Gaudy spectacle, yes, and a civic affirmation
An unconventional view of America's conventions from a past poet laureate.
In the last couple of days here in Philadelphia, I have had little American flags waved at me by greeters, one of them dressed in an elephant costume and another one in an American eagle suit. I have seen many thousands of computers and pizzas, millions of miles of cable, and a great army of journalists, engineers, sound persons, security persons, and hospitality persons.
On the floor of the great hall named after a very large bank, under lights seemingly brighter than daylight, I have seen the Philadelphia Boys' Choir wait patiently for their cue and sing the opening four bars of "The Star-Spangled Banner," over and over.
I have seen a mountain of sneakers, A show, but with civic substance
loafers, and Mary Janes said to belong to American children killed by firearms, a demonstration mounted to protest the Bush-Cheney policy on gun control.
I have seen a television journalist, rehearsing, gesture toward empty seats and observe that the Michigan delegates look happy because the attempt by small states like Rhode Island and Delaware to have their ballots counted first has been defeated. I have heard her laugh afterwards, and ask her engineer, "How boring was that?"
In short, I have seen the preparations for a show on a large scale.
Somewhat to my surprise, these preparations have made me a little less cynical about the national conventions, not more so. A non-event that is large enough becomes an event. The fact that nothing is likely to happen here or in Los Angeles, in the realm of reality, emphasizes the conventions' importance in the world of imagination: that is, as rituals.
A modern political convention is the opposite of another kind of civic occasion: jury duty. People try to avoid jury duty; they fight to come to the conventions. (One of the few Republican disputes involves angry McCain supporters from Michigan who were selected in the primary, but have been supplanted by Bush supporters, by fiat of the state Republican organization.) After we serve on a jury, at best the jurors feel awed by how carefully we worked with our peers, often different from ourselves, to reach an important decision. Differences are aired and defined in detail. After the convention, at best the delegates feel enthused, eager to be united behind the ticket of individuals meant to represent a unanimous will. Differences about abortion rights, taxes, medical care, whatever, are submerged.
Jury duty, I have found, restores a faith not only in the processes of law and government, but in ourselves as a serious community. Quite aside from the jury system's practical value (which has been questioned) it serves that social purpose, as a ritual of earnestness. Something like what Yeats calls "the ceremony of innocence."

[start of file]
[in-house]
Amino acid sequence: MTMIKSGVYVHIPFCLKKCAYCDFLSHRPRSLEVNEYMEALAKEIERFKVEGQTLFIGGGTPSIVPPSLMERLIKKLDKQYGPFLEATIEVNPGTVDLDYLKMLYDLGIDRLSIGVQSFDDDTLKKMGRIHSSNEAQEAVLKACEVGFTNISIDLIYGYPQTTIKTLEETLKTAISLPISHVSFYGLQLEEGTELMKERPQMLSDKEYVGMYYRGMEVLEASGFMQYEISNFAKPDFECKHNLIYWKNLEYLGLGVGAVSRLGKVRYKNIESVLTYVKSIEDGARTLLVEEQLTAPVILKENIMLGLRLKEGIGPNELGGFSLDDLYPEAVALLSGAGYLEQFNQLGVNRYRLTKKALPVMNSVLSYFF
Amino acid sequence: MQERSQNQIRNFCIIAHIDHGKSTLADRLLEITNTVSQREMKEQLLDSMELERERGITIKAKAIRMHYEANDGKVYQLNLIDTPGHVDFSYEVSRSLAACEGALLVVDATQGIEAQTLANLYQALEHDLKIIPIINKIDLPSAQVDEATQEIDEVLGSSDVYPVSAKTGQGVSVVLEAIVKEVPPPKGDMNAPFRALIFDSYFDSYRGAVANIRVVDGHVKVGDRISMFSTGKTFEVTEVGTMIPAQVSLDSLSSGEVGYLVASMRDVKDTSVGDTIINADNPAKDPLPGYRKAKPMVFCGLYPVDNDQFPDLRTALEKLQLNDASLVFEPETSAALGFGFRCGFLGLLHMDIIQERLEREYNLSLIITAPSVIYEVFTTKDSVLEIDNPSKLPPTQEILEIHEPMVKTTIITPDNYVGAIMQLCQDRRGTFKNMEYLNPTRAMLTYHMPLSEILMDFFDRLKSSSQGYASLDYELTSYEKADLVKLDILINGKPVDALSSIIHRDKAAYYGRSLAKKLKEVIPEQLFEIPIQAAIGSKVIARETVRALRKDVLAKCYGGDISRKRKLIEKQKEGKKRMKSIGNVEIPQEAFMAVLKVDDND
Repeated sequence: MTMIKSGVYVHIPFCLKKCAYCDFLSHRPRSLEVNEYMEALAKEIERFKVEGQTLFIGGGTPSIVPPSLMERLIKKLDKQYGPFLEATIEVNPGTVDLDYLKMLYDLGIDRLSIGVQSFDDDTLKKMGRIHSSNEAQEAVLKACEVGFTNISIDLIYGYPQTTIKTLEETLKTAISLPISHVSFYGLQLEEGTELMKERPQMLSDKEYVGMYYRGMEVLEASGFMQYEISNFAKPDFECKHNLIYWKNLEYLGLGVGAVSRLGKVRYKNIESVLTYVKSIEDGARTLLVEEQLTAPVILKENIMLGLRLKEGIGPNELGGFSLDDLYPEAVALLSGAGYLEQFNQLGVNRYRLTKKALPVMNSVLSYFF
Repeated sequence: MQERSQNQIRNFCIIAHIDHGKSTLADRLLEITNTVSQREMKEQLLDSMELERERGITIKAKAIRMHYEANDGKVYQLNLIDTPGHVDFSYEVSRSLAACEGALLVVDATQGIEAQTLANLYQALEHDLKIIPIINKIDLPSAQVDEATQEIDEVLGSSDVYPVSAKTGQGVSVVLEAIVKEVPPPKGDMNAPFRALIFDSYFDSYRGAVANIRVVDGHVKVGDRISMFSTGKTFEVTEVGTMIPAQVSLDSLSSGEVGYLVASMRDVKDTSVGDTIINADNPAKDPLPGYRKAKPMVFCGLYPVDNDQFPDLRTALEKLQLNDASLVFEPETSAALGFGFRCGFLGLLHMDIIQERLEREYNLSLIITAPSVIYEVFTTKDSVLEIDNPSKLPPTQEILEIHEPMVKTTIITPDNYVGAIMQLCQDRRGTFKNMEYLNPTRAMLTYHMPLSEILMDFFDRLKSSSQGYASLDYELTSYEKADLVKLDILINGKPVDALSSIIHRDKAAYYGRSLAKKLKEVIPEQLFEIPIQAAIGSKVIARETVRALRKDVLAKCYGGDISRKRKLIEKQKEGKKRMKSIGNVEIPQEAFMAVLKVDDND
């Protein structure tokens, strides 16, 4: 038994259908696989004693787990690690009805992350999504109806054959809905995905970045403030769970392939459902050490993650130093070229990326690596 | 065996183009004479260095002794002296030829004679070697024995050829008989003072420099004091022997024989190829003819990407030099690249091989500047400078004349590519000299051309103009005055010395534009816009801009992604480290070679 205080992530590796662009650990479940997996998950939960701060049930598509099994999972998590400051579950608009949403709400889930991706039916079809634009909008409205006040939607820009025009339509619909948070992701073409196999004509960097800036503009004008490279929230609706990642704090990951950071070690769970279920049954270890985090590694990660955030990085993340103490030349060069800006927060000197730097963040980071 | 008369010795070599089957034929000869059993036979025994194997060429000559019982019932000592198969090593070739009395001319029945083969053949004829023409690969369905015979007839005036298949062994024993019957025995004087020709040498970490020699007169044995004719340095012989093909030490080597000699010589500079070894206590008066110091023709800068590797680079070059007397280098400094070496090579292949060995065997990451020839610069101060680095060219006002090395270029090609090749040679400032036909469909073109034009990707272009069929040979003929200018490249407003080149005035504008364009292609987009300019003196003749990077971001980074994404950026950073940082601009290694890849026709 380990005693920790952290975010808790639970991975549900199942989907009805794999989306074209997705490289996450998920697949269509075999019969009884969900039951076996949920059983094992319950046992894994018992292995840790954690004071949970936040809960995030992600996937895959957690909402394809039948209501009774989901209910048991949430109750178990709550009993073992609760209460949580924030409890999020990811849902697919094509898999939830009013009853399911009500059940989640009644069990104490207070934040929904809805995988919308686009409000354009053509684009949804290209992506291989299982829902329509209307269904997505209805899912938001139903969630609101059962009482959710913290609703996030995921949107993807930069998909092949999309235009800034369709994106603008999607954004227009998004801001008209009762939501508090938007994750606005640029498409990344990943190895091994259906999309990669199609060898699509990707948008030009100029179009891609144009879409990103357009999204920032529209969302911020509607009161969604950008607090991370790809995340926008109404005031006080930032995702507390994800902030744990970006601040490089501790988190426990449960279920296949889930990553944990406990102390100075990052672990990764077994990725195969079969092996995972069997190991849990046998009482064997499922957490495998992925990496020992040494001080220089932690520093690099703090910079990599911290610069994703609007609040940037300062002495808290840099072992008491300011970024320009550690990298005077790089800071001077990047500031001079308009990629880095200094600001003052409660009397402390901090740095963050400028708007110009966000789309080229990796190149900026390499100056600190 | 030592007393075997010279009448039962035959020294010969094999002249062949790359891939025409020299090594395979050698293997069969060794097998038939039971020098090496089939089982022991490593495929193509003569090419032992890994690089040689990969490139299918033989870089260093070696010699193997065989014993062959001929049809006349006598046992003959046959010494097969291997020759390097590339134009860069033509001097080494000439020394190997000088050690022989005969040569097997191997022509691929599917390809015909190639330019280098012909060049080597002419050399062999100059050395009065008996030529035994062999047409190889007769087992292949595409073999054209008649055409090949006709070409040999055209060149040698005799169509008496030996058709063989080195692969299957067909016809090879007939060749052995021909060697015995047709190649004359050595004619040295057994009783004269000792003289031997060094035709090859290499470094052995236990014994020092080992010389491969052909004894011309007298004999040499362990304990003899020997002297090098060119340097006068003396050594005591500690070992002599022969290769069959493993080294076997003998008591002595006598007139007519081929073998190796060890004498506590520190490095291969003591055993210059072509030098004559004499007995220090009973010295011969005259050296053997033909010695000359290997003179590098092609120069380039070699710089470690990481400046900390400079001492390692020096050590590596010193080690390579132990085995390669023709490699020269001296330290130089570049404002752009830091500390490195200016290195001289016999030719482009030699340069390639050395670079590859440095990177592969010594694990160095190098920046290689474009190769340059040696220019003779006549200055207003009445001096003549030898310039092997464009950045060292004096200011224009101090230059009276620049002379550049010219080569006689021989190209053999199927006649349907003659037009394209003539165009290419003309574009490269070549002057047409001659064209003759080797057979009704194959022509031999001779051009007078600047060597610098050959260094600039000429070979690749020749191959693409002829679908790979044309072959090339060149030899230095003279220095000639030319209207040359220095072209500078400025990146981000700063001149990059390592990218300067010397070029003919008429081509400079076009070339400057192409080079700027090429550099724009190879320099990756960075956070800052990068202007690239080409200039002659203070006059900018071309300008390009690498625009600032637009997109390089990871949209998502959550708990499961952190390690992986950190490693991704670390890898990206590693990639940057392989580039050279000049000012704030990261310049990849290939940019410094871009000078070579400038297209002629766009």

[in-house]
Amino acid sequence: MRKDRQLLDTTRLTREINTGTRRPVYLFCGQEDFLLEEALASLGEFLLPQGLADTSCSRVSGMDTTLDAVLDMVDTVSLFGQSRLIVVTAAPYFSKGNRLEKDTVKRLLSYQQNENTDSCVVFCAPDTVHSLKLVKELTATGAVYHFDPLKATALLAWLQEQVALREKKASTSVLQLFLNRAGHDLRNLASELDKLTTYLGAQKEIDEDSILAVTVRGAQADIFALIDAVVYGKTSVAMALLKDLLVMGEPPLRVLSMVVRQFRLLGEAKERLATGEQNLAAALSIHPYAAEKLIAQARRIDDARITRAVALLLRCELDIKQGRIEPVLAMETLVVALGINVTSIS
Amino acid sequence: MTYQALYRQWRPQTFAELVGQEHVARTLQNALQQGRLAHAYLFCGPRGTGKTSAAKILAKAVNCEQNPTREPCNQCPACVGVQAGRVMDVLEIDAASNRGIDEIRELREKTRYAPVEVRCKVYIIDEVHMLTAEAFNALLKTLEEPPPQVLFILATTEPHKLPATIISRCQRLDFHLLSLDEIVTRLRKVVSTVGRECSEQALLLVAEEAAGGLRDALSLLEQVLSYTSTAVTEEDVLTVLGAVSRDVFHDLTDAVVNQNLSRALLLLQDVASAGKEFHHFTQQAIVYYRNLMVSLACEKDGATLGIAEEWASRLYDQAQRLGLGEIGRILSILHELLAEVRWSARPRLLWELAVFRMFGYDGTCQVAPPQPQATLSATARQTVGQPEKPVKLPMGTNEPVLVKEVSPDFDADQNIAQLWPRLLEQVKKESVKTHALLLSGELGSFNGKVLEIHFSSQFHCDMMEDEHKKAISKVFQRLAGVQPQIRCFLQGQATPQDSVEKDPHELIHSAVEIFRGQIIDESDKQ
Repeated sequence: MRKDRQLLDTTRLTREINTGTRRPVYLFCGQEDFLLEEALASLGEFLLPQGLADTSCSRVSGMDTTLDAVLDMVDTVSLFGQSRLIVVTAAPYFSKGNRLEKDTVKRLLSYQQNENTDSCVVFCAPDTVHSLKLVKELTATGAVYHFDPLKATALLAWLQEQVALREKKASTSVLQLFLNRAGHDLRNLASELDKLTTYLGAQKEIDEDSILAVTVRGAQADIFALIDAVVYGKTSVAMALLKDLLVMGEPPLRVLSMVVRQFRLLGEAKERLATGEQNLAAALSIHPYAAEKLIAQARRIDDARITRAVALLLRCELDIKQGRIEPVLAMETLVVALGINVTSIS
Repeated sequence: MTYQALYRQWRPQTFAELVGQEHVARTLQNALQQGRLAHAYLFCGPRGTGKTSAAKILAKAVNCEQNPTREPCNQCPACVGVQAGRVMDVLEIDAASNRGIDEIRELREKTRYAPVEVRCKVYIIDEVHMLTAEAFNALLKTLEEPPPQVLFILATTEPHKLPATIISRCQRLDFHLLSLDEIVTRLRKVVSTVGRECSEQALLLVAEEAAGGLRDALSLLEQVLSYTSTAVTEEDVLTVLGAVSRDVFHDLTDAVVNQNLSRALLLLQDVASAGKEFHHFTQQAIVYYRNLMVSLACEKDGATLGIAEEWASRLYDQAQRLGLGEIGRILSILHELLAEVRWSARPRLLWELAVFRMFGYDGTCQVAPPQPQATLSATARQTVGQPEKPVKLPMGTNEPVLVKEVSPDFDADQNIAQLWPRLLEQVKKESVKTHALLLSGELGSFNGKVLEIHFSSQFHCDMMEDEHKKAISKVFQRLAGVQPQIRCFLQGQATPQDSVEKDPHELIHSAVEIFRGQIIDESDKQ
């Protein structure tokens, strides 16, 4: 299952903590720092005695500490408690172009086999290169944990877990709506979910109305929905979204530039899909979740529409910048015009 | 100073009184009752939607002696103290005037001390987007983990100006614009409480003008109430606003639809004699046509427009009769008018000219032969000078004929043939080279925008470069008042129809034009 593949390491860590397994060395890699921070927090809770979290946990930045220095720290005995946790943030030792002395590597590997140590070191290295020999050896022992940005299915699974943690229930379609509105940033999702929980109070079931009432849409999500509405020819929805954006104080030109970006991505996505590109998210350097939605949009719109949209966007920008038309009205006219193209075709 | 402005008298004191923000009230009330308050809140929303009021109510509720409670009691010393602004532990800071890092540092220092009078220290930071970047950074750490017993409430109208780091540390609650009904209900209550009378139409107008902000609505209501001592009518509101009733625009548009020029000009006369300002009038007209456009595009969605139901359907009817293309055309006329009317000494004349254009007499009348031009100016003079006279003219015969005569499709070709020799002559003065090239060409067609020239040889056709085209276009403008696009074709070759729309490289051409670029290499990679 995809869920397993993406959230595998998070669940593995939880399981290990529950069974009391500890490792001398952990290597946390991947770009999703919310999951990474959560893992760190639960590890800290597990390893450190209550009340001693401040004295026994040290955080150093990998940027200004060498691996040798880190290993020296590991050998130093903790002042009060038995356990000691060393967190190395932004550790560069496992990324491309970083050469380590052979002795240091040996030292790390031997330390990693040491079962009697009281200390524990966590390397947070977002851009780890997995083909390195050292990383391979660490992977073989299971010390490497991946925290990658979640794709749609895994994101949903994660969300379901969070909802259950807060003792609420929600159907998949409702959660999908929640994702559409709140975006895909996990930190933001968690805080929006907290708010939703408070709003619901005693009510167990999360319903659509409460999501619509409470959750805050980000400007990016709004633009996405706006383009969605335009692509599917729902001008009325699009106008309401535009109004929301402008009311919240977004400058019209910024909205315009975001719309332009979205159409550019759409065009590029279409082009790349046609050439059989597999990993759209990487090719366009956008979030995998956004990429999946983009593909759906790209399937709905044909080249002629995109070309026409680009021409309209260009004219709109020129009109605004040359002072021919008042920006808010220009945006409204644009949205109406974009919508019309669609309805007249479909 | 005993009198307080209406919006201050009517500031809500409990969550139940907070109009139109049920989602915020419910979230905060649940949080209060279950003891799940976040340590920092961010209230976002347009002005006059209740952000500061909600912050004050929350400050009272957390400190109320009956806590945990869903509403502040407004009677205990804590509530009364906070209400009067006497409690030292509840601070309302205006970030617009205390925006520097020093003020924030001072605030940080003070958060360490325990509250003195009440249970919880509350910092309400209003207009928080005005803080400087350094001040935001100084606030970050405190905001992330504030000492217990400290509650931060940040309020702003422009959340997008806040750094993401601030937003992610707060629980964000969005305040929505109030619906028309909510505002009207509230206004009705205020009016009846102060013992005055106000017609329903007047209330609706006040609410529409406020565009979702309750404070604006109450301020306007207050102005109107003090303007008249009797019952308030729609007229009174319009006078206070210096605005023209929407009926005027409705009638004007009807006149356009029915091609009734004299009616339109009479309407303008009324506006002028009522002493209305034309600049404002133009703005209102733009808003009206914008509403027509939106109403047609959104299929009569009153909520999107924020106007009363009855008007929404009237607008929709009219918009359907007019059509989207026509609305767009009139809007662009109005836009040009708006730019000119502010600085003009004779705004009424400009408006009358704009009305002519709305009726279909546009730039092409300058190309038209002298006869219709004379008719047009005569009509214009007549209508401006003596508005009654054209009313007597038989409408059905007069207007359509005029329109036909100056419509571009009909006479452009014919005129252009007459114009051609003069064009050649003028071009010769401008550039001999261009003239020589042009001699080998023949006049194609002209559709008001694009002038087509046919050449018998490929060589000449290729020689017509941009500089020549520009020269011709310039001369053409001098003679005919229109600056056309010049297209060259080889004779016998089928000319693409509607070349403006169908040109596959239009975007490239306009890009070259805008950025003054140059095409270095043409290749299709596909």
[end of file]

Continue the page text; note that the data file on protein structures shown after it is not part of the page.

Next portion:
What is the parallel, ritual purpose of the national political convention? One standard answer is that the convention is a commercial: an elaborate political advertisement. Possibly so. But that is not a sufficient explanation for the televised civic event - including the Shadow Convention, the Protest Convention. The convention, like the jury trial, is a civic ritual as well as a practical gathering.
The meaning of such rituals is partly nostalgic. On the one hand, the parties have bleached away the possibility of anything like Eisenhower's surprise defeat of Taft, the drama of Ribicoff denouncing Daley, the spectacle of Rockefeller being booed. That's why most of us will be watching something else on television. But on another level, the level of cultural need - which has its own reality - the folderol of a convention asserts that we care about these things as much as ever. In the phrase that the Boys' Choir kept repeating, we proudly hail the 49 percent of eligible voters who register and vote.
I find myself proudly hailing the Republican delegates, and their drama here (also the Shadowers and Protesters), even while I don't respond well to their ticket. In the entry area of the arena is a heroic-sized black-and-white photograph of Mr. Bush smiling or smirking, depending on how you look at it. Is it the face of the most liked boy in the fraternity house? Or is it a face that epitomizes the unwitting arrogance of unmerited privilege? The two conventions will be devoted to creating the impression of a certain, emphatic answer to such ambiguous questions.
I was raised in New Jersey by New Deal Democrats. In a way I know very little about this country - after years in Ron Dellums' district, I moved into Barney Frank's. But I recognize and even accept the underlying meaning of the photograph, the choir, the railroad car waiting outside the arena, the media armies, the bands, and the mascot costumes. Better, I recognize the meaning of the police line that stood aside for the demonstrators - their cause an obscure one - who marched up to the arena, a court order in hand.
This many-sided drama, for all of its baloney - in a way because of its baloney - embodies something like civic piety, an important symbolic action. As someone who has spent a lifetime regarding the symbolic action in works of art, I may not like the speeches, but I am impressed by the show.
(c) Copyright 2000. The Christian Science Publishing Society